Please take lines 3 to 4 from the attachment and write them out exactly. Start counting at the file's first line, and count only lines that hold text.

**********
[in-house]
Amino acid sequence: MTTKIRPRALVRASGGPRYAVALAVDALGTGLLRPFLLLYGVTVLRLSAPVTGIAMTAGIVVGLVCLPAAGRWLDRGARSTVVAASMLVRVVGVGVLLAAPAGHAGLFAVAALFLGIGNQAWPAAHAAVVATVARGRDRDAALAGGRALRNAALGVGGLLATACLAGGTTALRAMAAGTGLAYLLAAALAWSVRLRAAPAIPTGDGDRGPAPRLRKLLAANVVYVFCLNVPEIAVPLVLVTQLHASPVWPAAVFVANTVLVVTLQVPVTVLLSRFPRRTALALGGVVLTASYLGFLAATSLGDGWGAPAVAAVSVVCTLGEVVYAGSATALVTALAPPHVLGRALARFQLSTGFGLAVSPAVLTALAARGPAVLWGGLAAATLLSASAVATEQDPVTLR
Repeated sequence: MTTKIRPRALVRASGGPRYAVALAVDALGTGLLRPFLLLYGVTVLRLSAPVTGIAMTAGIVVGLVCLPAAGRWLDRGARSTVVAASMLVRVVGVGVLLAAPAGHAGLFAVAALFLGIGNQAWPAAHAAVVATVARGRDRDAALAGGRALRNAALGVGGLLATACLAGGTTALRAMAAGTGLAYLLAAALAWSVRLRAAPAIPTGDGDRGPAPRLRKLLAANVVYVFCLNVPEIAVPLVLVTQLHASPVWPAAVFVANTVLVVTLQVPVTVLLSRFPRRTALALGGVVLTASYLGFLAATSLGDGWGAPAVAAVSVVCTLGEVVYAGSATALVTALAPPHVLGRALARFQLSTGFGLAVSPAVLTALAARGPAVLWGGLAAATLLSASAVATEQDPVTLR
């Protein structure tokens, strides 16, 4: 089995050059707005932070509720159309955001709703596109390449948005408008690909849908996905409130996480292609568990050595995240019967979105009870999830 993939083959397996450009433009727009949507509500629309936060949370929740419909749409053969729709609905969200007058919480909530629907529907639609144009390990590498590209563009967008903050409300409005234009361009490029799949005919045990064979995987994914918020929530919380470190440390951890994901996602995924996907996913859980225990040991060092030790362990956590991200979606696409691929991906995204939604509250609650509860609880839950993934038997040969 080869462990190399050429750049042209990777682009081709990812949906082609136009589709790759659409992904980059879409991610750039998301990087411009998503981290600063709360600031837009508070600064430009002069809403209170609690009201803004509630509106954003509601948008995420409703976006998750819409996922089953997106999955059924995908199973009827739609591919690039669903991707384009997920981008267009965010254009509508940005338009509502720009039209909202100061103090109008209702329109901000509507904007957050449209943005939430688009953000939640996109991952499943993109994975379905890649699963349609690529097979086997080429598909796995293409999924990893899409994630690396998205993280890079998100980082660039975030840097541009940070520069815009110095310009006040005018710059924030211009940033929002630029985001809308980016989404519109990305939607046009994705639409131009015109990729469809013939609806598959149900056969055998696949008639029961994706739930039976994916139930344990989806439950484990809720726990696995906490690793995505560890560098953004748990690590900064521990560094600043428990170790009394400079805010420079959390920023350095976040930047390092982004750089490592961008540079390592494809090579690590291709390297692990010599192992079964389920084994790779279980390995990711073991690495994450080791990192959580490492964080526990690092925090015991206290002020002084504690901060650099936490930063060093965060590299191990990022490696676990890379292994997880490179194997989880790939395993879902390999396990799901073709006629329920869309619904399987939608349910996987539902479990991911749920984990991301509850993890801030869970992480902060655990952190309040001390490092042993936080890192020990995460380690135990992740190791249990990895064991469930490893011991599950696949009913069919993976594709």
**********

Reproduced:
Repeated sequence: MTTKIRPRALVRASGGPRYAVALAVDALGTGLLRPFLLLYGVTVLRLSAPVTGIAMTAGIVVGLVCLPAAGRWLDRGARSTVVAASMLVRVVGVGVLLAAPAGHAGLFAVAALFLGIGNQAWPAAHAAVVATVARGRDRDAALAGGRALRNAALGVGGLLATACLAGGTTALRAMAAGTGLAYLLAAALAWSVRLRAAPAIPTGDGDRGPAPRLRKLLAANVVYVFCLNVPEIAVPLVLVTQLHASPVWPAAVFVANTVLVVTLQVPVTVLLSRFPRRTALALGGVVLTASYLGFLAATSLGDGWGAPAVAAVSVVCTLGEVVYAGSATALVTALAPPHVLGRALARFQLSTGFGLAVSPAVLTALAARGPAVLWGGLAAATLLSASAVATEQDPVTLR
């Protein structure tokens, strides 16, 4: 089995050059707005932070509720159309955001709703596109390449948005408008690909849908996905409130996480292609568990050595995240019967979105009870999830 993939083959397996450009433009727009949507509500629309936060949370929740419909749409053969729709609905969200007058919480909530629907529907639609144009390990590498590209563009967008903050409300409005234009361009490029799949005919045990064979995987994914918020929530919380470190440390951890994901996602995924996907996913859980225990040991060092030790362990956590991200979606696409691929991906995204939604509250609650509860609880839950993934038997040969 080869462990190399050429750049042209990777682009081709990812949906082609136009589709790759659409992904980059879409991610750039998301990087411009998503981290600063709360600031837009508070600064430009002069809403209170609690009201803004509630509106954003509601948008995420409703976006998750819409996922089953997106999955059924995908199973009827739609591919690039669903991707384009997920981008267009965010254009509508940005338009509502720009039209909202100061103090109008209702329109901000509507904007957050449209943005939430688009953000939640996109991952499943993109994975379905890649699963349609690529097979086997080429598909796995293409999924990893899409994630690396998205993280890079998100980082660039975030840097541009940070520069815009110095310009006040005018710059924030211009940033929002630029985001809308980016989404519109990305939607046009994705639409131009015109990729469809013939609806598959149900056969055998696949008639029961994706739930039976994916139930344990989806439950484990809720726990696995906490690793995505560890560098953004748990690590900064521990560094600043428990170790009394400079805010420079959390920023350095976040930047390092982004750089490592961008540079390592494809090579690590291709390297692990010599192992079964389920084994790779279980390995990711073991690495994450080791990192959580490492964080526990690092925090015991206290002020002084504690901060650099936490930063060093965060590299191990990022490696676990890379292994997880490179194997989880790939395993879902390999396990799901073709006629329920869309619904399987939608349910996987539902479990991911749920984990991301509850993890801030869970992480902060655990952190309040001390490092042993936080890192020990995460380690135990992740190791249990990895064991469930490893011991599950696949009913069919993976594709």